Predictive Monitoring of Business Processes
Predictive business process monitoring is concerned with predicting future states or properties of ongoing executions of a business process, based on past executions thereof. Such predictions can range from predicting which activity will be performed next, when, and who will perform it, to predicting the remaining execution time or the final outcome of the process. For example, in an order-to-cash process, predictive monitoring techniques can be used to predict how likely is it that a purchase order will be fulfilled on time, or how likely is it that the customer will be satisfied after fulfillment of the order. In this talk, we will present a framework for conceptualizing and addressing predictive process monitoring problems using various machine learning techniques, ranging from classical classification techniques (e.g. random forests), to Hidden Markov Models and Recurrent Neural Networks. We will also present an empirical evaluation of the relative performance of these techniques and discuss their relative applicability and limitations.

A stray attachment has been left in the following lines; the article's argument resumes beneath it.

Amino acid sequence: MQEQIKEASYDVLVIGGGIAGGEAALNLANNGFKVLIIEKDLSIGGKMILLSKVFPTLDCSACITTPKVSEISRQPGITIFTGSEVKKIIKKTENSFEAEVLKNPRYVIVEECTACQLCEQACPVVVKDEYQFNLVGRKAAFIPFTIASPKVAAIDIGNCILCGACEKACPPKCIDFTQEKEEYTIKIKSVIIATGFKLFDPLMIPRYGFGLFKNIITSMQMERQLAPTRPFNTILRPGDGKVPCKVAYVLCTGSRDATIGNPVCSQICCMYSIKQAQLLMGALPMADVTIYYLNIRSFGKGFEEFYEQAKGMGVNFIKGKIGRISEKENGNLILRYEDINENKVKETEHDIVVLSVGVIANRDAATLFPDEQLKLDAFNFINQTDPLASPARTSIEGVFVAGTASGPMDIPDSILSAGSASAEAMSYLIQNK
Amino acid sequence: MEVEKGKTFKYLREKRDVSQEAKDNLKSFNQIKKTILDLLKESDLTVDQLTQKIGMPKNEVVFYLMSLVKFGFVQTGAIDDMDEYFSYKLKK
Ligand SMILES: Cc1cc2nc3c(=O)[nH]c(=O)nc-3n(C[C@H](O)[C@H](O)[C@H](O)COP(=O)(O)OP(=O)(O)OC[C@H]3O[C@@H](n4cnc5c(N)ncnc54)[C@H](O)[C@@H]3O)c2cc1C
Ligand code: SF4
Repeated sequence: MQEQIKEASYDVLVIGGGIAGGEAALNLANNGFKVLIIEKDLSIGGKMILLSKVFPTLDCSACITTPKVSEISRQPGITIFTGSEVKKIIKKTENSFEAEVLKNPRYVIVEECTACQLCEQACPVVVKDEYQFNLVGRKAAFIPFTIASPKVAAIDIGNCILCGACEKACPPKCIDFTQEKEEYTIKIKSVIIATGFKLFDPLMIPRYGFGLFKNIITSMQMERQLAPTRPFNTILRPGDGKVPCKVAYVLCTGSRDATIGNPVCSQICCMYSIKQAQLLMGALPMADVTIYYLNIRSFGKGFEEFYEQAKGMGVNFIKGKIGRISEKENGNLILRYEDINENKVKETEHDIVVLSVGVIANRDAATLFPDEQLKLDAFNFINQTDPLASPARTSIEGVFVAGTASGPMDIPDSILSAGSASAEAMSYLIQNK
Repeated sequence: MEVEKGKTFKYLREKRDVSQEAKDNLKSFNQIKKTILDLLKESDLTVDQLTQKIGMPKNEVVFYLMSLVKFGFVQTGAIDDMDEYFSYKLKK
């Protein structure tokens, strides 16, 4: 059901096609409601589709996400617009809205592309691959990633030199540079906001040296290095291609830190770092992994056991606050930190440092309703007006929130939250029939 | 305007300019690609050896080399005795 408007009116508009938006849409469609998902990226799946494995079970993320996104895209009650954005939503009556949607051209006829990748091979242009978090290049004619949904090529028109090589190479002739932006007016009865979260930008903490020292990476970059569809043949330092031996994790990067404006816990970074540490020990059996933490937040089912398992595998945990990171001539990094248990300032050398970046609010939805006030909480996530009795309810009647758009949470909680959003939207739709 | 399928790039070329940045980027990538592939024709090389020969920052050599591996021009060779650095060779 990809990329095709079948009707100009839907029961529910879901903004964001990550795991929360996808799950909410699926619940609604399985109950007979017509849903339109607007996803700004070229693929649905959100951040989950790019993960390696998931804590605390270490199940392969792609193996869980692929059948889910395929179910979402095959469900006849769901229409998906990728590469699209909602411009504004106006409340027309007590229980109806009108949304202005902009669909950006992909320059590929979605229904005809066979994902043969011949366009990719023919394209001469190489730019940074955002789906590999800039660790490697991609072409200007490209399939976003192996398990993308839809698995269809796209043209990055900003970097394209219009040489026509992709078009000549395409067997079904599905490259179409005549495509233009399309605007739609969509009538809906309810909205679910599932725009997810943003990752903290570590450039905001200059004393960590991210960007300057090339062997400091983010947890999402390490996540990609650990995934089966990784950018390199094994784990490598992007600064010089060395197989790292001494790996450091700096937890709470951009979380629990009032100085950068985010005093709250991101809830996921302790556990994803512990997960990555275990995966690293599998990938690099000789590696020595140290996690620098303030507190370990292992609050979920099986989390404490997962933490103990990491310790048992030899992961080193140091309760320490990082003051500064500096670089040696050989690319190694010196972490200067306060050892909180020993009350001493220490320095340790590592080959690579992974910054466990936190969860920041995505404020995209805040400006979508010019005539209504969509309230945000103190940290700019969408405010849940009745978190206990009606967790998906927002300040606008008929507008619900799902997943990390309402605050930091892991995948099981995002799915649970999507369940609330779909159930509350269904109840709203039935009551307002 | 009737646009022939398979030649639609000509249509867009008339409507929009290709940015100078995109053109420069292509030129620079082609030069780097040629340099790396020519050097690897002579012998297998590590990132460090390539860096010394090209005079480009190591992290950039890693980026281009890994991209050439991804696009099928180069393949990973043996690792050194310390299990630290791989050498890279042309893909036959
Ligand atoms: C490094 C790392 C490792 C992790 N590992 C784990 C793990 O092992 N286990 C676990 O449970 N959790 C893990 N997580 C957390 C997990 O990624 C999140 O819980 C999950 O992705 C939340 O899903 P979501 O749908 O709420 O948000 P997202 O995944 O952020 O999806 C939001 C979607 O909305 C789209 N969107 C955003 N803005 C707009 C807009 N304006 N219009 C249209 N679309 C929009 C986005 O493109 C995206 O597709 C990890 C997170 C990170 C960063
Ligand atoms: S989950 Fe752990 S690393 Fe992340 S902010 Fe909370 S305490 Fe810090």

The seminar will be given in Aula A6 at 14:15 on Friday 28 April 2017
Marlon Dumas is Professor of Software Engineering at University of Tartu, Estonia. Prior to this appointment he was faculty member at Queensland University of Technology and visiting researcher at SAP Research, Australia. His research interests span across the fields of software engineering, information systems and business process management. His ongoing work focuses on combining data mining and formal methods for analysis and monitoring of business processes. He has published extensively in conferences and journals across the fields of software engineering and information systems. He is co-inventor of seven granted US/EU patents and co-author of two textbooks in the field of business process management.